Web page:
Something that seems to be coming up a lot lately is the question of whether or not training or working out has to be fun.
Obviously, it makes it a lot easier to keep your workout routine if you enjoy every minute of it. Who wouldn’t prefer loving their workout and thinking it’s fun all the time?
There are certainly lots of activities and ways to move your body that are also enjoyable. Just to name a few off the top of my head hiking, climbing, team sports, kayaking, biking, and running are things that people think are fun but are also ways to get the heart pumping and stress your muscles.
Except, it’s not the same.
The gym and what I think of when I speak of training in general, is kind of like a mechanic shop for the human body where necessary repairs and preventative maintenance can be performed. The entire environment you live in is extremely obesogenic and harmful. Nothing about waking up to an alarm, driving to an office, sitting in a chair under neon lights all day doing work you hate, driving home and watching TV or using the computer with artificial lights on until you go to bed around midnight is good for you. In fact it is probably very literally killing you.
So it presents a need for counteracting all of this harm in very specific ways. The only way to be able to specifically address these things is by specifically addressing them – not just being generally active and hoping the base gets covered.
And it’s not always fun. My friend Maggie recently pointed out that brushing your teeth isn’t especially fun but you do it because you know it’s necessary. I love this analogy. Training isn’t always going to be fun but it’s absolutely necessary – if you want your body to keep working well and be ready and able when you want to use it to do things that ARE fun.
For sure you should line up as many things as possible to make things that make you better easier and more fun. If you absolutely hate your gym environment, then find one you like. If you hate all gyms period then suck it up and do the work. If you hate your workout program or what you’re doing, then find one you can get excited about. But if you switch from progressive resistance training that targets specific needs you have to pilates or whatever-the-fuck-bar-method is remember that you’re not longer brushing your teeth – you’re just doing an activity that is fun but probably doesn’t clean your teeth.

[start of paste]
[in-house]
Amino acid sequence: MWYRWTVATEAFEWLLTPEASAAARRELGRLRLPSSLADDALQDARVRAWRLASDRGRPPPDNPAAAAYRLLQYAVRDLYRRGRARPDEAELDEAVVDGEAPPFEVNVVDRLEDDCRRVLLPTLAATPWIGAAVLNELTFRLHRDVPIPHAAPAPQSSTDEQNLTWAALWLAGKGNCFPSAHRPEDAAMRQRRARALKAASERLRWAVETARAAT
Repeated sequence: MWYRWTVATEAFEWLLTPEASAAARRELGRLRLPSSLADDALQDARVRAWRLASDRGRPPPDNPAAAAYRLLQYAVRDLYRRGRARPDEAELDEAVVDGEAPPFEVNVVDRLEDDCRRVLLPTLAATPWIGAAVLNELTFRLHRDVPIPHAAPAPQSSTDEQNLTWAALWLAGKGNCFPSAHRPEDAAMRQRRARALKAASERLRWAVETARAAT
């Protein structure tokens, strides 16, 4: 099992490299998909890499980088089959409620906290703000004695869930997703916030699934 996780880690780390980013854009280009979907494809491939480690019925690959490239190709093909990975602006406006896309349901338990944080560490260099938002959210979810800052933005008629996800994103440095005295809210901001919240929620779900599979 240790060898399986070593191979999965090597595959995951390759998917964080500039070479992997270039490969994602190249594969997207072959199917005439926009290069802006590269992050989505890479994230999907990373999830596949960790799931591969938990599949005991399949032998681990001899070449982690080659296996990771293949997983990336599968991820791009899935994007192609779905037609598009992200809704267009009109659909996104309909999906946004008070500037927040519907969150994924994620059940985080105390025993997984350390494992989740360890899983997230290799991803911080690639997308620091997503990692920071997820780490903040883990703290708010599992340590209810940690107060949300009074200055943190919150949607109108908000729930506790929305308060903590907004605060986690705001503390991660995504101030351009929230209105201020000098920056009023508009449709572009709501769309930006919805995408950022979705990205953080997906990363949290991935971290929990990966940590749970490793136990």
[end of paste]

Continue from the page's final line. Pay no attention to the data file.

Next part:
I can tell you from my personally experience, and I think most people would find this hard to believe, but I mostly hate training. Very rarely do I enjoy the actual process of lifting. Maybe when it’s going really well or I’m knocking down a PR. But most of it is just work that needs to get done because I like looking the way I do when I lift, I like maintaining the decade-plus investment in my physique and health, and most importantly I like the way my body functions as a result. I’m capable of throwing a fifty pound pack on my back and hiking up a mountain at 10,000 feet to chase elk on a whim with no specific preparation. At an age when most guys are declining in various functions, I’m not. That’s worth doing the work that isn’t fun.
Sometimes training is going to be fun, sometimes it’s not. You can either accept this and do what is necessary, or you can keep chasing entertainment.
I don’t like how much you don’t like Pilates since I find it’s a very nice complement to my heavier lifting days and has really improved some of my proprioception issues, but I agree with everything else you had to say.
I don’t dislike Pilates at all! I think it’s great, as you said, as a complement. It’s just not a substitute for progressive resistance training.